The same idea holds for the recently purchased house. New houses get checked out by an independent third party that determines if everything is in working order. If everything is fine, so be it-- if not, then the seller is responsible for the repairs. This creates the same incentives to the buyer of the house as to the driver of the car-- either you want the house in tip-top shape, or in poor condition such that it will get fixed by the seller. The worst-case scenario is a house that comes in just above the fix-it line. Again, we've got double-peaked preferences.

Maybe double-peaked preferences are a bit more common than I had previously thought.

Sunday, April 15, 2007

Global Warming Update

I believe we've posted here about global warming before, but a few things I'd like to pass along:

- I can try to be humorous about this subject, but nothing I write is going to be able to hold a candle to this. Here's the short of it: Global warming is the new terrorist.

- The Heartland Institute has been proactive on the topic in recent weeks; scroll down a little on the front page.

The Tennessee Center for Policy Research has been thrown into the global warming fray after they reported that Al Gore uses a good amount of electricity himself-- more than 20 times the national average, in fact. Evidently, Gore supporters weren't too pleased with press release. I guess they'd have to be-- admitting that it's alright someone (even Al Gore) to purchase however much electricity they want would undermine their position of believing they have the right to tell everyone else what and how much to consume. I've dined with TCPR's president, Drew Johnson, a couple of times and he's a great guy that does consistently great work. He even landed John Stossel!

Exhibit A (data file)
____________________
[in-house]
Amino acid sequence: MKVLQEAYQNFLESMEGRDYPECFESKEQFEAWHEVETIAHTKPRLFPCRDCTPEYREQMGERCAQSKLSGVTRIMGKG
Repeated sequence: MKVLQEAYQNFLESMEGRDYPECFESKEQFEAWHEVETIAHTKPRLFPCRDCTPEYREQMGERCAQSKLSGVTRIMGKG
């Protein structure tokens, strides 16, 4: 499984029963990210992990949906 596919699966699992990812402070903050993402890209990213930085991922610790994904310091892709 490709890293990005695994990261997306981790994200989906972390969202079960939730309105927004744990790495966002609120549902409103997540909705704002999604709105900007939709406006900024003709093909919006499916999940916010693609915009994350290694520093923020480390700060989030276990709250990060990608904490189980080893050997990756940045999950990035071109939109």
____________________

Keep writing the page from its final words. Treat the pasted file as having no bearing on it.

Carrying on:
Sunday, April 01, 2007

Supply Curves are Upward Sloping

ABC News has a fascinating story about the President of the American Society of Transplant Surgeons promoting the right to sell kidneys. He argues that it will be cost-effective and very manageable from a bureaucratic point of view.

Science Blog reports that the monetary cost of donating a kidney can be substantial as well. They discuss a doctor's literature survey on the cost of donating a kidney.

Some of the results are as follows:

1. One US study finds that the average cost to a donor is $837, with values as low as zero and as high as $28,900.

2. Time lost from work is substantial -- average loss of $3,386 in the United Kingdom and $682 in the Netherlands.

3. Physical Limitations led to 3% of donors in one study either losing or resigning their job.

A common fear about a market for organs is that, at a positive dollar price, the rich will live and the poor die. Regardless of the merits of this argument, one must recognize that price also plays a role in increasing the supply of a good. Incentives matter.